Saturday, October 8, 2011

Forgiveness Frees

I frequently review a few salient points about my own recovery so as to check myself and see if I'm "slipping" - wandering back into old thinking patterns and old beliefs about God, myself, and others.  

One of the quickest ways for me to do a self-check is to review in my mind the faces of those who have said or done things to annoy or even hurt me.  Usually not the old stuff from way back when (although it's probably a good idea once in a while), but the current stuff - like the guy in that other pew in church who made fun of me, or the women who sat in judgment of me because I wasn't a 'girly-girl' like they were.  If I linger upon a face and a feeling of resentment rises up within me, I know that there is some unfinished business and I need to figure out what its source is.  

Source of this photo:
Forgiveness frees people - it frees the forgiven and the forgiver.  

I don't agree with the idea that forgiveness is not complete unless it is "forgive and forget." Only God forgets when He forgives.  It's His prerogative. 

Rather, I am inclined to think that forgiveness writes across the offense in indelible ink the words "debt written off" in large letters.  The remembrance of that act cannot be erased especially if the injury was deep and/or prolonged; however, it is possible to write off the debt and not expect or desire repayment.  And the miracle of that act of pardon - plus the journey to get there - can help so many people when shared.  Forgetting would just doom us to telling people they have to forgive - without having a clue how to show them how.  It would also leave us wide open for letting others (or even the same person) do the same thing to us over and over.  It hurts for a reason - just like physical pain, psychological or emotional pain is designed to signal us to avoid that kind of pain in the future! 

I also think that well-meaning people are too quick to rush to "you gotta forgive."  Forgiveness means nothing at all when someone apologizes, for example, and we say back to the penitent one, "There's nothing to forgive." Especially when there really WAS something that needed forgiving. Saying there wasn't negates both the wrongness of the act and the remorse of the one who is seeking forgiveness.  Forgiveness means very little when the hurt has gone so deep inside of us and we gloss it over and live in denial by using one of those Christian platitudes like, "God's forgiven that person, so could I do less?"  By refusing to look at it or to process it and deal with all the facets of how it affected us, any forgiveness we give is only on the surface.  Come face-to-face unexpectedly with that person, especially in a place you thought was safe, and that's when you find out what you really feel.  I know; I've been there.  It wasn't pretty.  Forgiveness takes time.  It is costly.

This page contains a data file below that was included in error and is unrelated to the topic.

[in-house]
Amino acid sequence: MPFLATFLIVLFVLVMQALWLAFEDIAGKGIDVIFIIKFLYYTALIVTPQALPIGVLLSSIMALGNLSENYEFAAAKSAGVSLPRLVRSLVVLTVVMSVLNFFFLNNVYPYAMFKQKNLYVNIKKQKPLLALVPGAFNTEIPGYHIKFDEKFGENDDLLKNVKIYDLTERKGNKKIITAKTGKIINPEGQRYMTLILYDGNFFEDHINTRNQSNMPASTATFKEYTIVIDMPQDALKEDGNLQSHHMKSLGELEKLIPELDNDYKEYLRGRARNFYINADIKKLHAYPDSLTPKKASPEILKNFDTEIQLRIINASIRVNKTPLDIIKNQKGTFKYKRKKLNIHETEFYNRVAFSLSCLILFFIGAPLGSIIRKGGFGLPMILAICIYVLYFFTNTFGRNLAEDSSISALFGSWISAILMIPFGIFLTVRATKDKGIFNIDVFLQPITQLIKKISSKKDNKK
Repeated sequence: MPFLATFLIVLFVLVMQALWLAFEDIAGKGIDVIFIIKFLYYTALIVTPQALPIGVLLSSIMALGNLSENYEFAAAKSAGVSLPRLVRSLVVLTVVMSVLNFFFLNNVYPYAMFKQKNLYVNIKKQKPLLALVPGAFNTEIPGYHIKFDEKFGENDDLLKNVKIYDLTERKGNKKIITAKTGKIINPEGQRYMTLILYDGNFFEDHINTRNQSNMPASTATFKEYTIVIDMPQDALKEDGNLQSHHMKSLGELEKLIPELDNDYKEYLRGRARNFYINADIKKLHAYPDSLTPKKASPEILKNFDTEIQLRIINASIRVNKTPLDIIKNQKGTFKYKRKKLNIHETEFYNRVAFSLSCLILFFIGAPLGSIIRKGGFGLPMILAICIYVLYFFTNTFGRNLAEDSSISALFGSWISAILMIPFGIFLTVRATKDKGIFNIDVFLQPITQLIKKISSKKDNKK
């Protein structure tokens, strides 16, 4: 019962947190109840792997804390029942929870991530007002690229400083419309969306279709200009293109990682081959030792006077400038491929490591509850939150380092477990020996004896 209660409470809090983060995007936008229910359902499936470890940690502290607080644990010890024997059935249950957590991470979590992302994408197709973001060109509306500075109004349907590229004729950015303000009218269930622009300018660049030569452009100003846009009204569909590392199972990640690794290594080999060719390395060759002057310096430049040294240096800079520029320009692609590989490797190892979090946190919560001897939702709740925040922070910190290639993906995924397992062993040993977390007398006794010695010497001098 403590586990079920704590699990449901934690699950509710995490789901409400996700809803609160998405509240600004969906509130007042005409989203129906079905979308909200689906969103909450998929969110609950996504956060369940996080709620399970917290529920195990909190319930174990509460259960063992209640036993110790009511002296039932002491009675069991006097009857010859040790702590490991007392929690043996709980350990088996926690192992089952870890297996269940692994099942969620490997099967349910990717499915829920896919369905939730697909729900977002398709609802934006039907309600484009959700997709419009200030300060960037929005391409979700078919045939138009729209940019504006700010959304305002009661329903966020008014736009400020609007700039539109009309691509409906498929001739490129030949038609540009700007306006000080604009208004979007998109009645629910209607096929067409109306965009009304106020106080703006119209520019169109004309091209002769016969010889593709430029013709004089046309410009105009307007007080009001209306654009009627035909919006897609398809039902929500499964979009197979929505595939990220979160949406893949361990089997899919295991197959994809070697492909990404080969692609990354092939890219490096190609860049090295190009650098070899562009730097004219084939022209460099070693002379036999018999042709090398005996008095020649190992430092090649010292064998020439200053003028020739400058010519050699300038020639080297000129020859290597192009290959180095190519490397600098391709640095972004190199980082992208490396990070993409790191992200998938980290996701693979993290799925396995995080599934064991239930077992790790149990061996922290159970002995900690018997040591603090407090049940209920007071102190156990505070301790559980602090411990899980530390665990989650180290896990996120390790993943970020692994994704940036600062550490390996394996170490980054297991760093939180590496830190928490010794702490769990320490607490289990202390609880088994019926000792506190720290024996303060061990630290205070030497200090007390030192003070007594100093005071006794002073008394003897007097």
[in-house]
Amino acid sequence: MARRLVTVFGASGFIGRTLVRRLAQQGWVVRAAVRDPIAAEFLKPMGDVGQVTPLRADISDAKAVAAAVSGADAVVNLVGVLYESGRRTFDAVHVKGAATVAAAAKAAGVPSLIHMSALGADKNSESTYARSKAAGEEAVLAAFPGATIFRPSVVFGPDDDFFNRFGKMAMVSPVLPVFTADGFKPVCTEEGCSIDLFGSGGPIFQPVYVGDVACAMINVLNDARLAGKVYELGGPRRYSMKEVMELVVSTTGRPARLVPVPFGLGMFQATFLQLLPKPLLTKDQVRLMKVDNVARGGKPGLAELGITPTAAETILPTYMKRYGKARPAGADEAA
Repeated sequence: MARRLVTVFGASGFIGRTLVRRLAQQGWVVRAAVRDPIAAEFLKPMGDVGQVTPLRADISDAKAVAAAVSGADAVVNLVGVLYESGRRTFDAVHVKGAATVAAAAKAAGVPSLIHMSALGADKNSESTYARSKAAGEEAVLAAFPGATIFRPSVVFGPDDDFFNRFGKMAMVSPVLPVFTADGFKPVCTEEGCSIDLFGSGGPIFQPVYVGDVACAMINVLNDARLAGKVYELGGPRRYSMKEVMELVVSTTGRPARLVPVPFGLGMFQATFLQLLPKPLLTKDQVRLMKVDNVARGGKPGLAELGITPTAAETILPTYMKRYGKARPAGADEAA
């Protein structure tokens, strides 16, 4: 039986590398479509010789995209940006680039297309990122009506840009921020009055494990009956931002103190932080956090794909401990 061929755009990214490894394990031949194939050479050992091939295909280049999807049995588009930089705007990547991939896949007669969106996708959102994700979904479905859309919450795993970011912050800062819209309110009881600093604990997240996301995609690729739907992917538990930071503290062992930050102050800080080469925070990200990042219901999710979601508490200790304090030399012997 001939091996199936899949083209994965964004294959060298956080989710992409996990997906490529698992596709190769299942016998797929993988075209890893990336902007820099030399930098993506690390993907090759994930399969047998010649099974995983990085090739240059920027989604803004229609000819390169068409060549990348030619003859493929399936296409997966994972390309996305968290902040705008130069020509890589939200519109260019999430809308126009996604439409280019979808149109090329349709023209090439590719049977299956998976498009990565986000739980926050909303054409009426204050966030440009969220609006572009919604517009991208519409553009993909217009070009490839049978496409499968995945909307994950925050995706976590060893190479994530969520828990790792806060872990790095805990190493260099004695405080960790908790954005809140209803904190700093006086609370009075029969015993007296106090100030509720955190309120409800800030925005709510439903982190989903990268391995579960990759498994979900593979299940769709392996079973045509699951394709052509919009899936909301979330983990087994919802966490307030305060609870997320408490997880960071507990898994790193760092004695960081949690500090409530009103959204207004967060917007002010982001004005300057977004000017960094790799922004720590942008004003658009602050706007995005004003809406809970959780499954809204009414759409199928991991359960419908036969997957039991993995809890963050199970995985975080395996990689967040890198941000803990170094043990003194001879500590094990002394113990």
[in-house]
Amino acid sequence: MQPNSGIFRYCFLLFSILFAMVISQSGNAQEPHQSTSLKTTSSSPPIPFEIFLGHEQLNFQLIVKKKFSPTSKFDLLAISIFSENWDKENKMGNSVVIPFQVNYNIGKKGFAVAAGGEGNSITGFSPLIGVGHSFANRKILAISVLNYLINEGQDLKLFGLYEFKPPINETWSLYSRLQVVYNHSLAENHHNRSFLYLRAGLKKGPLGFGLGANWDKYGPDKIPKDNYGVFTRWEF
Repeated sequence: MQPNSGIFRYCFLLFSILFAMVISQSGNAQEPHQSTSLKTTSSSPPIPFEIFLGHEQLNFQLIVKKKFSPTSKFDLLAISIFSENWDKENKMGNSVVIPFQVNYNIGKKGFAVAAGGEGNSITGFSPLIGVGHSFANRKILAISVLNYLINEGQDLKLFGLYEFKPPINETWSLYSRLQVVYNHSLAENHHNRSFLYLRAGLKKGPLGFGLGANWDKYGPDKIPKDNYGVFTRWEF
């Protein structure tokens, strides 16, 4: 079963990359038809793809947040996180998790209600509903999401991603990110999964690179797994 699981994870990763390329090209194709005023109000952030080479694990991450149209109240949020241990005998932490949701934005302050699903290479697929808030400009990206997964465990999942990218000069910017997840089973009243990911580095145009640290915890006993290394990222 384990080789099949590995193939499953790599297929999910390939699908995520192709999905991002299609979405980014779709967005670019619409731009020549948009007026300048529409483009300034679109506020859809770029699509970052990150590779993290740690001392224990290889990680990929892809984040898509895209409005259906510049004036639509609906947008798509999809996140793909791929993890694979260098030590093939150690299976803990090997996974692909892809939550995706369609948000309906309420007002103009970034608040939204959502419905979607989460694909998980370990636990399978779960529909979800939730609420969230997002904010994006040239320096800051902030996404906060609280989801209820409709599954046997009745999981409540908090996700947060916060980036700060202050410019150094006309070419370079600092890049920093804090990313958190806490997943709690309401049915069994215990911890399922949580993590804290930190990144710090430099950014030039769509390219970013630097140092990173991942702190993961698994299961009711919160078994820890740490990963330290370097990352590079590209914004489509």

But it frees.  It frees us to live unfettered, unwrapped lives.  

And it also frees the person who is forgiven even if he or she never knows that we've forgiven him or her.  This is because forgiveness (for lack of a better analogy) loosens something in the heavenly realm, something that was bound, shackled before we forgive.  So when we forgive that person, it allows mercy and goodness to finally be extended - mercy which has been bound up in our hearts and prevented from flowing: it is as though by us not forgiving, we have plugged up the funnel of goodness that God wants to pour into that person's life, because the goodness of God leads people toward repentance.  It's not something I can easily explain; I just know it happens because I've seen it happen in my life.

Often the hardest person to forgive is the one in the mirror.  It's possible to do.  I've been there, too.  Perhaps I'll talk about that another time.  

No comments:

Post a Comment